From: Hatunen on
On Fri, 11 Aug 2006 08:41:54 +0100, The Reid
<dontuse(a)> wrote:

>Following up to Mxsmanic
>>> The average European family has a home, car, computer, mobile phone,
>>> cable-TV and whatever else the American family has, and has more time
>>> to enjoy it together.
>>If only that were actually true.
>I assume its largely true then, except for some trivial nitpick.
>Why is *cable* TV important? I'm about to ditch mine.

Well, I've seen Finnish TV without cable, and trust me, cable is

************* DAVE HATUNEN (hatunen(a) *************
* Tucson Arizona, out where the cacti grow *
* My typos & mispellings are intentional copyright traps *
From: Jim Ley on
On Fri, 11 Aug 2006 12:59:48 +0100, Padraig Breathnach
<padraigb(a)> wrote:

>jim(a) (Jim Ley) wrote:
>>No home, 1 car, 5 or more maybe computers, 2 phones, 1 digital TV
>>service - should help the average if it's on households, the lack of
>>the home might hurt if that's taken into account...
>Whatever about finding a home for yourself, surely you can find
>somebody to give a home to your digital TV service.

Why do I need a home for it, it's tiny, it plugs into the USB.

From: Hatunen on
On Fri, 11 Aug 2006 11:34:59 -0400, "Sarah Banick"
<sbanick(a)> wrote:

>"Tchiowa" <tchiowa2(a)> wrote in message
>> The Reid wrote:
>>> Following up to Hatunen
>>> >>So? What % of the annual budget of the average person goes to travel?
>>> >>And Europeans do travel abroad more than Americans (just take a look at
>>> >>how many Americans have a passport).
>>> >
>>> >Europeans don't have as far to go to get abroad.
>>> that of course doesn't make it untrue.
>> But it makes the original statement irrelevant.
>>> >A great many of
>>> >the foreign destinations for Americans don't require a passport
>>> >(so far, anyway).
>>> what would be your guess on % of Americans who travel abroad and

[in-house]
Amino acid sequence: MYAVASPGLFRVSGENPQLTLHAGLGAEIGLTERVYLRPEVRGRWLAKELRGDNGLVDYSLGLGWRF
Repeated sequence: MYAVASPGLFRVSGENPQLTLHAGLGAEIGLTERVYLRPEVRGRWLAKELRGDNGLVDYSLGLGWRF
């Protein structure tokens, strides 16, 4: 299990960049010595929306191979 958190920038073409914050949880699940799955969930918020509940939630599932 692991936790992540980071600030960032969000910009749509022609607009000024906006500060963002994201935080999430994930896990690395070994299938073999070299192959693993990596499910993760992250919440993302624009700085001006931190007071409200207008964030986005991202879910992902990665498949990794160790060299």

>>> who travel abroad beyond Mexico and Canada (a guess, I'm not
>>> interested in a cites war). Are there a lot of countries US
>>> doesn't need passports?
>> Your question is nonsensical. The fact that Europe is Balkanized means
>> that a trip in Europe that is "abroad" and requires a passport would be
>> a domestic trip in the US.
>> Instead try asking how many people in the US travel away from home and
>> how far the typical trip is and compare with Europe. You'll find that
>> Americans travel more.
>Do you have actual numbers on this? I am really curious to see if that is
>true. There are many Americans who have never been out of their state or
>region, especially those at the lower end of the socioeconomic ladder.

I suspect the same claims can be made for Europeans of a lower
socioeconomic status.

In the USA even those of lower socioeconomic status sometimes go
to visit relatives several states away.

>Their typical trip is to the nearest beach or amusement park.

That's true for almost everyone in the USA. Why wouldn't one go
to nearny attrqctions?

>I still agree with the others. An American driving from say, Virginia to
>California, may cover a lot of territory, but he's still in the same culture
>(all California jokes aside), he's still watching the same television
>programs, speaking the same language, and not using a passport or being
>exposed to the many quirks (for lack of a better word) of international

True, but I think that's a different question.

************* DAVE HATUNEN (hatunen(a) *************
* Tucson Arizona, out where the cacti grow *
* My typos & mispellings are intentional copyright traps *
From: Mxsmanic on
Hatunen writes:

> In civil matters "proof" is not a criterion.

In all matters depriving persons of property or liberty, due process
is a necessary prerequisite, according to the Constitution.

Transpose mxsmanic and gmail to reach me by e-mail.
From: mrtravel on
Hatunen wrote:

> In civil matters "proof" is not a criterion.

Really? There is no need for evidence?